[50] Cf. I. 85: huele de dos mil maneras with Enzina, Egloga II: y ervas de dos mil maneras. In the Auto da Alma, probably written about this time, there are imitations of Gomez Manrique (c. 1415-90). Cf. the passage in the Exhortação.

[51] That the illness of the Queen would not prevent the entertainment is proved by the fact that in the month before her death King Manuel was present at a fight between a rhinoceros and an elephant in a court in front of Lisbon's India House. We do not know if Vicente was present nor what he thought of this new thing.

[52] In December 1517 El Bachiller de la Pradilla published some verses in praise of la muy esclarecida Señora Infanta Madama Leonor, Rey[na] de Portugal (v. Menéndez y Pelayo, Antología, t. 6, p. cccxxxviii).

[53] He argues that such a form as MD & viii was never used and must be a misprint for MDxviii.

[54] Cf. also the resemblance of certain passages in the Auto da Alma and in the Auto da Barca da Gloria (1519). They must strike any reader of the two plays.

[55] Goes, Chronica, IV. 34.

[56] Garcia de Resende, Hida da Infanta Dona Beatriz pera Saboya in Chronica...del Rey Dom Ioam II, ed. 1752, f. 99 V.

[57] Gil Vicente, Á morte del Rei D. Manuel (III. 347).

[58] Gil Vicente, Romance (III. 350).

[59] Goes says generally that King Manuel foi muito inclinado a letras e letrados (Chronica, 1619 ed., f. 342. Favebat plurimum literis, says Osorio, De rebus, 1561, p. 479).

[60] II. 4: Foi feita ao muito poderoso e nobre Rei D. João III. sendo principe, era de MDXXI (rubric of Comedia de Rubena).

[61] II. 364. Although 'good wine needs no bush' the custom of hanging a branch above tavern doors still prevails.

[62] A. Braamcamp Freire in Rev. de Hist. vol. XXII. p. 162.

[63] Id. ib. vol. XXIV. p. 307. It is astonishing how slight errors in the rubrics of Vicente's plays have been permitted to survive, just as Psalm LI, of which Vicente perhaps at about this time wrote a remarkable paraphrase, still appears in all editions of his works as Ps. L.

[64] Ib. vol. XXIV. p. 312-3.

[65] Th. Braga, Historia da Litteratura Portuguesa. II. Renascença (1914), p. 85.

[66] J. I. Brito Rebello, Gil Vicente (1902), p. 64.

[67] H. Thomas, The Palmerin Romances (London, 1916), p. 10-12.

[68] M. Menéndez y Pelayo, Antología, t. 7, p. cci; Oríg. de la Novela, I. cclxvii: toda la pieza es un delicioso idilio.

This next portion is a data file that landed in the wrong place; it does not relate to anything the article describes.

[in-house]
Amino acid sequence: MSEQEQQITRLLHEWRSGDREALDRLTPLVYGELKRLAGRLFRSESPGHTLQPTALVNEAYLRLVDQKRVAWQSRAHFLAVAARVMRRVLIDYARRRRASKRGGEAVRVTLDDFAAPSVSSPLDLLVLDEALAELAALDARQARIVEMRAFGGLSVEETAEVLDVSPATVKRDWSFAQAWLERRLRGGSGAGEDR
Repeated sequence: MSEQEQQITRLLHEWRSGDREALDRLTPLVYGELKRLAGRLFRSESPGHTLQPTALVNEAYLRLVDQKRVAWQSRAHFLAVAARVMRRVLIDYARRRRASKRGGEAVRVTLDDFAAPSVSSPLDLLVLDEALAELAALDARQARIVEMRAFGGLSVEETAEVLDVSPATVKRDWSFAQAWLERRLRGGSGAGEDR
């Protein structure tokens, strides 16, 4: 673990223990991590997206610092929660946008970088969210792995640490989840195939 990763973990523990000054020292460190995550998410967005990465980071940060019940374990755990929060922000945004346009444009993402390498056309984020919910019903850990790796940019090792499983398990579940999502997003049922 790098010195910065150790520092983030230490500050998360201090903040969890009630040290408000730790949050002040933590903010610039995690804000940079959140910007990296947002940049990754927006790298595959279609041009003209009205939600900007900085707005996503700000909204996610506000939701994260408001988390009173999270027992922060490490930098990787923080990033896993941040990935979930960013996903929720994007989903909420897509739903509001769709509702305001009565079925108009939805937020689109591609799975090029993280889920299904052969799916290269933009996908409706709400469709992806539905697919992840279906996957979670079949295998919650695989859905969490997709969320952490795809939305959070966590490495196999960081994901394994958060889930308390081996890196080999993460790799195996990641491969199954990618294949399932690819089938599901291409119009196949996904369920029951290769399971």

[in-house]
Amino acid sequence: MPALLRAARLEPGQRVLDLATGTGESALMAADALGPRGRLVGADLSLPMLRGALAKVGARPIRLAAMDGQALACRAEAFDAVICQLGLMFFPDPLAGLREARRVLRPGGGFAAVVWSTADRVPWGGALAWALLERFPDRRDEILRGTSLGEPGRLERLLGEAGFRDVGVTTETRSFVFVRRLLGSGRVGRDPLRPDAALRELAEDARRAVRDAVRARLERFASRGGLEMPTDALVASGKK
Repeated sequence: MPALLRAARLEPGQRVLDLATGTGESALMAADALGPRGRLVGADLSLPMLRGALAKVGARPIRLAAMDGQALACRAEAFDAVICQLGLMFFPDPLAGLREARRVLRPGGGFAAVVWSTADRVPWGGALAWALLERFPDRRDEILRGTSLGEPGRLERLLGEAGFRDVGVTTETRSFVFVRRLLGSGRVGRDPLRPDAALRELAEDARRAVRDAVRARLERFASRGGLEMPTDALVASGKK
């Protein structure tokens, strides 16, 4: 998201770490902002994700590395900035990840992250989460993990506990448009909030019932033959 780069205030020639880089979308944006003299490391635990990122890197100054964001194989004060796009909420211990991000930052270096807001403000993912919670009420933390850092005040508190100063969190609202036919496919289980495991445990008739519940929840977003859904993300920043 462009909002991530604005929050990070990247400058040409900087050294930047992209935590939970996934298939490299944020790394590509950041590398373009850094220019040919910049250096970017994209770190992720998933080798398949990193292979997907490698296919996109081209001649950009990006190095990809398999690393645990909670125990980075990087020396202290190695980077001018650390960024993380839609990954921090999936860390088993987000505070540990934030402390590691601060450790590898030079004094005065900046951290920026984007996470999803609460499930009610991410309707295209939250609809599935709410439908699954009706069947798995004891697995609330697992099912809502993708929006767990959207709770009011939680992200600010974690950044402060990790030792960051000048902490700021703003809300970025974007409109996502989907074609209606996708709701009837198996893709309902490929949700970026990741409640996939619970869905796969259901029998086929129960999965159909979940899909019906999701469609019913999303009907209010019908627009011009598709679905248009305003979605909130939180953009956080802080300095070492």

[69] Rev. de Hist. vol. XXIV. p. 315.

[70] It should be noted that the lines in Dom Duardos (II. 212):

Consuelo vete de ahi
No perdas tiempo conmigo

are from the song in the Comedia de Rubena (1521):

Consuelo vete con Dios (II. 53).

[71] Cf. O Clerigo da Beira: não fazem bem [na corte] senão a quem menos faz (III. 320); Auto da Festa: os homens verdadeiros não são tidos nũa palha, etc.

[72] Vejo minha morte em casa say the verses to the Conde de Vimioso; La muerte puesta a mis lados says the Templo de Apolo.

[73] Auto da Natural Invençam (Lisboa, 1917), pp. 64, 65, 68, 69, 70, 88, 89.

[74] Este nome pos-lho o vulgo (III. 4). Cf. the title Os Almocreves.

[75] Rol dos livros defesos (1551) ap. C. Michaëlis de Vasconcellos, Notas Vicentinas, i.. p. 31. We might assume that the second part of O Clerigo da Beira (III. 250-9) was printed separately under the title Auto de Pedreanes but for the words por causa das matinas.

[76] Ib. p. 30-1.

[77] The probability is shown by the fact that the idea of their identity had occurred to me before reading the same suggestion made by Snr Braamcamp Freire in the Revista de Historia.

[78] See Notas Vicentinas, I. (1912). The Auto da Feira answers in some respects to Cardinal Aleandro's description of the Jubileu de Amores, and Rome (the Church, not the city) might conceivably have been crowned with a Cardinal's hat, but Aleandro's letter refutes this suggestion: uno principal che parlava ... fingeasi Vescovo. Rome in the Auto da Feira (I. 162) is a senhora. One can only say that the Auto da Feira may perhaps have been adapted for the occasion, with an altered title, Spanish being added, to suit the foreign audience.

[79] E como sempre isto guardasse Este mui leal autor Até que Deos enviasse O Principe nosso senhor Nam quis que outrem o gozasse (III. 276).

[80] The familiarity with which the Nuncio is treated would be more suitable if he was the Portuguese D. Martinho de Portugal, but then the date would have to be after 1527.

[81] Cf. II. 343: Salga esotra ave de pena ... Son perdices and Auto da Festa, p. 101. The latter text is corrupt (penitas for peitas, and cousas fritas has ousted the required rhyme juizes).

[82] The line nega se m'eu embeleco occurs here and in the Serra da Estrella (1527). Arguments as to date from such repetitions are not entirely groundless. Cf. com saudade suspirando (Cortes de Jupiter, 1521) and sam suspiros de saudade (Pranto de Maria Parda, 1522); Que dirá a vezinhança? III. 21 (1508-9), A vezinhança que dirá? III. 34 (1509); Ó demo que t'eu encomendo, III. 99 (1511), Ó diabo que t'eu encomendo, II. 362 (1513). The Exhortação (1513), which has passages similar to those in the Farsa de Ines Pereira (1523) and the Pranto de Maria Parda (1522), probably became a kind of national anthem and was touched up for each performance. Curiously, the mention of a pedra d'estrema in the Pranto and in the Auto da Festa might correspond to a first (1521) and second (1525) revision of the Exhortação.

[83] The very success of his plays incited emulation. A play written in Latin, Hispaniola, was acted at the Portuguese Court before his death (Gallardo, ap. Sousa Viterbo, A Litt. Hesp. em Portugal (1915), p. xxiv).

[84] See A. Braamcamp Freire in Rev. de Hist. vol. XXIV. p. 331.

[85] Francisco Alvarez arrived at the Court at Coimbra in the late summer of 1527 and he says: nam se tardou muito que el Rey nosso senhor se partisse com sua corte via dalmeirim. Verdadeira Informaçam (1540), modern reprint, p. 191.

[86] Rev. de Hist. vol. XXV. p. 89.